At first, the bird looked like a robin, common even in wintertime Alaska.
But Seward resident Jim Herbert, out walking his dogs at Lowell Point on the shore of Resurrection Bay on a blustery day two weeks ago, looked closer.
It turned out to be a Redwing, a humble little thrush-like bird named for its distinctive orange-red under wing.
The bird has only been positively confirmed on the West Coast one other time, in Olympia, Wash. during the winter of 2004-2005.
This is the first time it has ever been seen in Alaska.
Herbert let other Seward-area birders know of his sighting. Carol Griswold documented the same bird feasting on mountain ash berries nearby and shared the photos on Internet birding message boards.
The exceedingly unusual sighting that has inspired hardcore birders to drive and even fly in to Seward, hoping to add the Redwing to their “life list” of species.
“It’s like a Madonna sighting for some people,” says Joe Staab, a Seward resident who owns a bed-and-breakfast that caters to birders in the area.
Staab says about 80 people in all have seen the bird.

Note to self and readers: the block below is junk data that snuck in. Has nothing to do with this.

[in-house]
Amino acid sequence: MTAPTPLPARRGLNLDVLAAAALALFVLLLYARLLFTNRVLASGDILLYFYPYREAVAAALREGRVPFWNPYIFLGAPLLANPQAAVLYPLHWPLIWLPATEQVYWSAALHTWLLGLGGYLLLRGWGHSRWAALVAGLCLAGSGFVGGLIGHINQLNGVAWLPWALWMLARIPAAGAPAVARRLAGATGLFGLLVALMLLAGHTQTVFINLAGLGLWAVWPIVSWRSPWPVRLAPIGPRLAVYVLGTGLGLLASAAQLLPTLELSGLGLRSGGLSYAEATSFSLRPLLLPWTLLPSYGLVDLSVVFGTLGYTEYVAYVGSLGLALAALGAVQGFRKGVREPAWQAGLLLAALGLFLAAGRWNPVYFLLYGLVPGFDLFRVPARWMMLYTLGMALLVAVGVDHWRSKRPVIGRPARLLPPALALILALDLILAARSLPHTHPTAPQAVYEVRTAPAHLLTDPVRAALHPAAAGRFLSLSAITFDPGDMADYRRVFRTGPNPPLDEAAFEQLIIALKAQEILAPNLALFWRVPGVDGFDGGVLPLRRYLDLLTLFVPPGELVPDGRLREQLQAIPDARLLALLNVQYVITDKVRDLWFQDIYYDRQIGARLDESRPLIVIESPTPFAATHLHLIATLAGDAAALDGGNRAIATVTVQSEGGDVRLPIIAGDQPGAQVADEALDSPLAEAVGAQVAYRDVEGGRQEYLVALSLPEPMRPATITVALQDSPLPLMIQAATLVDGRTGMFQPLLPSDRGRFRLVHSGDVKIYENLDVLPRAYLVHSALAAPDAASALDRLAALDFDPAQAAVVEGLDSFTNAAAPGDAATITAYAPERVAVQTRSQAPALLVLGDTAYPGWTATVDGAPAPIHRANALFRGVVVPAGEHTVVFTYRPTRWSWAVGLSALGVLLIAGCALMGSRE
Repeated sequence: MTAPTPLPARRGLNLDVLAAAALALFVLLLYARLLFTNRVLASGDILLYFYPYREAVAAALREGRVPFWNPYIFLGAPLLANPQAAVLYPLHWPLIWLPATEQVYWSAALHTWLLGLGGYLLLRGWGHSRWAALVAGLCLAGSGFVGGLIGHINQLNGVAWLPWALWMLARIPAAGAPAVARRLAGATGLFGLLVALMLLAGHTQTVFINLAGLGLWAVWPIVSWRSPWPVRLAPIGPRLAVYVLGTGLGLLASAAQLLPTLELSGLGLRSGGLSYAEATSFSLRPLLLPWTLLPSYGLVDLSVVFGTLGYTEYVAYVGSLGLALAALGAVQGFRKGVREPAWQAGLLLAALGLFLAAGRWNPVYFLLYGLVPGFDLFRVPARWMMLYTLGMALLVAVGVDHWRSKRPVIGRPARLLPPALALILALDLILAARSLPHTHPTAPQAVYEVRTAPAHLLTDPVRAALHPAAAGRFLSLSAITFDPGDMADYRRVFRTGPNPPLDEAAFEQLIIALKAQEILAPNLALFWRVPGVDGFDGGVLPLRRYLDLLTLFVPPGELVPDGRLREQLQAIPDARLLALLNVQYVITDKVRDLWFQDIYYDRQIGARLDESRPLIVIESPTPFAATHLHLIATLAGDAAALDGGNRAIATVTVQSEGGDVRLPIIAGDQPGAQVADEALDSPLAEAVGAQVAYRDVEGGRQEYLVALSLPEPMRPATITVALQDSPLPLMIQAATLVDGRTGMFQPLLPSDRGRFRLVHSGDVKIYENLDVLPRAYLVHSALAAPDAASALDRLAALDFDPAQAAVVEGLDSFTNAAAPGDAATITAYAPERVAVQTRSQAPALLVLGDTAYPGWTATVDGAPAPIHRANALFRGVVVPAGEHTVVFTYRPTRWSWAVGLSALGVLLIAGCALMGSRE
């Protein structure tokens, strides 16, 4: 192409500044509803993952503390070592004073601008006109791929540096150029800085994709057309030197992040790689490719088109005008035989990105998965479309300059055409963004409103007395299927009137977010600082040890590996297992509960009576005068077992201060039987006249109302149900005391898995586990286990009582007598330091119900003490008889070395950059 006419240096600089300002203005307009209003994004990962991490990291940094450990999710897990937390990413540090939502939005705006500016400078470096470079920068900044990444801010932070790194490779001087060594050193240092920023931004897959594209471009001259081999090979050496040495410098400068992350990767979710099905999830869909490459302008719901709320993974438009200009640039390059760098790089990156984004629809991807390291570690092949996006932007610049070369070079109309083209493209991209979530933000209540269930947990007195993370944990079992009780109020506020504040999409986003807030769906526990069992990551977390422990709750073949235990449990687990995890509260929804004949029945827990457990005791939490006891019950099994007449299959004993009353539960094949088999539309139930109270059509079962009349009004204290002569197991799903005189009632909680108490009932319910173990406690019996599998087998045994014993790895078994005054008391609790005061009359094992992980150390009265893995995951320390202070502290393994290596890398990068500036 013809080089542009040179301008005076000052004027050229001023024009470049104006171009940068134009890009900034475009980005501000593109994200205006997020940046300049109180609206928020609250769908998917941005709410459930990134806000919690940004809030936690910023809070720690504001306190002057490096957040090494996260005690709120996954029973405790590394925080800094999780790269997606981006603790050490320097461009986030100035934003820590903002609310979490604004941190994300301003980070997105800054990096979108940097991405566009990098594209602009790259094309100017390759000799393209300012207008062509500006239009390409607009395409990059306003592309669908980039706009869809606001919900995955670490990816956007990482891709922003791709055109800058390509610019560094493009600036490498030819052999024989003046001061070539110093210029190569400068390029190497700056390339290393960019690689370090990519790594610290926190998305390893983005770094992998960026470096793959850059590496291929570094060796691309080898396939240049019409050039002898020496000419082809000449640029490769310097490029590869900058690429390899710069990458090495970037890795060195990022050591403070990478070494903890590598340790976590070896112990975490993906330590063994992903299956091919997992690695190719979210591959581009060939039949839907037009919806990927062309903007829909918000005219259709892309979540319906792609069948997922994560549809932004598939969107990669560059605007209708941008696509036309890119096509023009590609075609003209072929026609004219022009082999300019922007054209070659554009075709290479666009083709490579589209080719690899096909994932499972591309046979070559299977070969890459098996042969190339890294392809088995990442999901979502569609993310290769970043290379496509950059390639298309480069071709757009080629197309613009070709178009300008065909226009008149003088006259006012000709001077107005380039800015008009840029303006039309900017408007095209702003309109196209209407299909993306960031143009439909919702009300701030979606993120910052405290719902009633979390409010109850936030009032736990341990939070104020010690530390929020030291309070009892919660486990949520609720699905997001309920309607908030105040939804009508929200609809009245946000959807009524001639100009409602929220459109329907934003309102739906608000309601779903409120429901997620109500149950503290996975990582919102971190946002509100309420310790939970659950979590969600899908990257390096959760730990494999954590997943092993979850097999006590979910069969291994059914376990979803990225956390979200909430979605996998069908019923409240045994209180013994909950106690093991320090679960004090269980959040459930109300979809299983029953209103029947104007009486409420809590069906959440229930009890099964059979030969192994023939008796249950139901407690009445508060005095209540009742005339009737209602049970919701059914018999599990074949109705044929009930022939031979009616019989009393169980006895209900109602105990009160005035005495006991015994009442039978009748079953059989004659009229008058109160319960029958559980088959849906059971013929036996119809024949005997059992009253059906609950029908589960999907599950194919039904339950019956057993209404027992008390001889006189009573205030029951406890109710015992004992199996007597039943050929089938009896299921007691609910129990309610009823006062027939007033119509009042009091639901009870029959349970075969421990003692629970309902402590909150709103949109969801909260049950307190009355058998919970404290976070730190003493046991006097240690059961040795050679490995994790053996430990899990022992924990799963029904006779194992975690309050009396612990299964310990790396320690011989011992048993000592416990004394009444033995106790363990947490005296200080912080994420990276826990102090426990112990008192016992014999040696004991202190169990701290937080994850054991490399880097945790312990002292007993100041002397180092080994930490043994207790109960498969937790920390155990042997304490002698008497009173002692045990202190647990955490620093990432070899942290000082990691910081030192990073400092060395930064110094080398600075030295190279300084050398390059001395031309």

“To have one here for over a week is a big deal,” Staab said.
While the birds are common in Europe, they almost never show up on the West Coast of North America. Birders have theorized that the massive storm that pummeled Western Alaska a few weeks ago could have swept the Redwing in on winds from Russia.
Three people from Fairbanks heard about the sighting, got into a car and drove straight to Seward. Others flew in from Kodiak and Juneau.
For 11 or 12 days, the redwing was seen around the same area consistently, munching on mountain ash berries and gleaning protein tidbits from the beach, swept in by the tides.
During that time, word spread about the highly unusual sighting. People continued to gather, flying in from as far away as Montana, Texas, and Colorado, including birder John Vanderpoel. Vanderpoel is attempting an ambitious feat called a “Big Year,” where birders give up regular life to devote a calendar year to spotting as many different species as possible, often at great difficulty and expense.
And then the bird disappeared. He or she -- nobody is sure which -- hasn't been spotted since Saturday, though several people have been searching each day.
It's possible that the bird is still in the area, says Griswold.
"Or maybe he's gone -- maybe he figured he'd go to Minneapolis," Griswold says.
Dissapointing for those who've flown in from far-off places to see it -- but part of what makes the hobby a challenge.
"Birds are ephermeral," says Herbert. "When they're there, you better look because they might not be there tomorrow."